It was 6a, and G rolled over in the camper and started talking about trucks into his blanket. Time to get up.
We all crawled out of bed and hurried along our morning rituals as quickly as possible: eggs, diaper, coffee, pants, water bottles, hiking boots. Today, we were going to take G higher than he had ever been. We were going to attempt to climb Mt Chapin, a 12,454ft peak that is the southern most of the Mummy Range.
We had camped all weekend in Rocky Mountain National Park. The day before we climbed with friends at Lilly Lake. We ticked off 3 pretty climbs in scattered rain showers, G scrambled over the tallus at the base of the crag, and I forgot my camera (again).
So, we should have been acclimated. We should have the fitness to hike the two miles to the summit of this mountain. We should have all of the gear we needed, and maps and gps’s and heavy fleeces. We were about to learn that all the “should”s in the world might not get you to the summit.
The trailhead for Mt Chapin is about 7 miles up the narrow, switch-backed, one-way Old Fall River road. We arrived at the trailhead a little late, and started hiking around 7:45a. The first part of the trail climbed steeply from the road. Mark started at a blistering pace, and I had to ask him to slow down before too long. There were several very steep sections of trail that were a little nerve-wracking with G in the backpack, but the views got better and better as we climbed higher and higher.
In less than a mile, we reached the end of the maintained trail. Here the trail branched left and right, and the sign clearly indicates we needed to head right for the summits, so we did.
From this point on, we hiked through the edge of tree line, past alpine lakes, and into an increasingly gusty wind. The trail headed up the side of Mt Chapin, and we started into some class 2 sections right as the wind really started picking up.
We were crossing into the 12,000ft range when the wind REALLY hit. We had gusts so strong it was difficult to keep standing. I put a hat and hood on G to protect his ears. He buried his face in his blanket and fell asleep. Mark and I stumbled over the rocky trail as the wind howled by. After 20 minutes of working hard to keep our footing, Mark turned around and said “I’m not having fun any more.”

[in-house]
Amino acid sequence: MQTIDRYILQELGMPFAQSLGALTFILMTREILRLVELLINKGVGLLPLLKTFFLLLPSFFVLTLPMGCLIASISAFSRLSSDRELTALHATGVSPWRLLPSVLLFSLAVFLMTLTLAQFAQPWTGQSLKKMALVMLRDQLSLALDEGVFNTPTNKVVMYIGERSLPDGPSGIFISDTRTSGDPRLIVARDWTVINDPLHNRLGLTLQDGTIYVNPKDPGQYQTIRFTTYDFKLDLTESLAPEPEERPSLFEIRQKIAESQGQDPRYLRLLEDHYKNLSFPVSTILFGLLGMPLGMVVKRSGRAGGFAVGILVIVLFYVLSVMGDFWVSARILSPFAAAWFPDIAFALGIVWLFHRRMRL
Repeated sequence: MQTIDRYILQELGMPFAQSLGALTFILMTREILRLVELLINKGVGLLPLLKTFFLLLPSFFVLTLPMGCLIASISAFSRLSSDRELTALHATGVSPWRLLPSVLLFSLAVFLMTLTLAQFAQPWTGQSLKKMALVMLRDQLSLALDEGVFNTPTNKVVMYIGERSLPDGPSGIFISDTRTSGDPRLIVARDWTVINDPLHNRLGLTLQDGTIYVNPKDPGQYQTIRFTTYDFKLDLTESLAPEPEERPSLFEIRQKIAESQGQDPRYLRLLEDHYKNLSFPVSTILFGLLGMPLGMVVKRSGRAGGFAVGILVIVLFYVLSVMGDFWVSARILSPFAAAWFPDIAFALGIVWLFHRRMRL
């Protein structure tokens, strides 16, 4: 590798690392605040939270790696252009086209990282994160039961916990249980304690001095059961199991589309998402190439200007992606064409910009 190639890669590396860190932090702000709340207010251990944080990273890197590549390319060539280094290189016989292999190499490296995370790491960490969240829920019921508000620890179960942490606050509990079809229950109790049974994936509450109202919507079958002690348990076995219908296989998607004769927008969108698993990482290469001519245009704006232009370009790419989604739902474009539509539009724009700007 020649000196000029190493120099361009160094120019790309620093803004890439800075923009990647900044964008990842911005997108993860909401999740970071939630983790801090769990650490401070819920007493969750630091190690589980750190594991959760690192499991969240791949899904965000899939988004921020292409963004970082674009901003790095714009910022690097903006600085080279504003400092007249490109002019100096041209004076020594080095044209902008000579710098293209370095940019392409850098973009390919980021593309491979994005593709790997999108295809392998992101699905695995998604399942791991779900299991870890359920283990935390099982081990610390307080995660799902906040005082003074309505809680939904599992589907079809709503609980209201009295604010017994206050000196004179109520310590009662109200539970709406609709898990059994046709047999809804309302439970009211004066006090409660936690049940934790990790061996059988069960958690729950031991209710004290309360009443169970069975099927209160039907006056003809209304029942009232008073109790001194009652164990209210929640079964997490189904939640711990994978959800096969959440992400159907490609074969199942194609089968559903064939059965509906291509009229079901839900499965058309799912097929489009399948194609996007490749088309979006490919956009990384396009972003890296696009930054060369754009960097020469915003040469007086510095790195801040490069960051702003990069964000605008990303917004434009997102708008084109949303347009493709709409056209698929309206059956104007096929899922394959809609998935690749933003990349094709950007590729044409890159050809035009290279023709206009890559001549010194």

We double checked that G was alive, warm, and still napping, and then finished up the trail to the saddle. The views east were hazy with smoke and morning mists. Mark took G to shelter behind a rock outcropping while I snapped a few pics, and he nearly stepped on a marmot sheltering in the same place.
We were up in the blistering wind for maybe two minutes and then turned around and got the heck out of there. This time, we headed down a lower path that we had seen from above. Mark jogged down the trail, trying to loose altitude for the baby as quick as possible.
And as quickly as the wind hit us, it died off. We stopped jogging in a beautiful meadow, full of tundra wildflowers and gloriously calm air just below 11,800ft.
The rest of our hike down was beautiful and pleasant. G sang and giggled in the backpack and we enjoyed amazing views and a gorgeous morning. Eventually, our lower trail connected with the original one, right at that sign telling us to go right. This was clearly where we went wrong.
Several people stopped to comment on how cute G was in the pack, and how impressive it was that he hiked so high that morning. We recommended to everybody who stopped that they take the lefthand path at the sign that says “go right.” Nobody knew there were two options to get to the saddle and summits.
We stopped for snacks about a 1/4 mile from the trailhead and let G hike the rest of the way down on his own two feet. He did REALLY well, and totally loved jogging over roots and rocks and bridges and downed trees.
I don’t know if we would have made the summit had we taken the lower trail. I have a feeling that we would have hit that wind at the saddle and turned around. From my experience in the mountains, there are four basic things you need to bag a summit: the gear, the skill, the time and the weather. Three of those you can control pretty well. Buy a warm fleece, practice on smaller peaks, and get up as early as possible! But that fourth, weather, can derail even the best laid plans.
View Chapin Pass in a larger map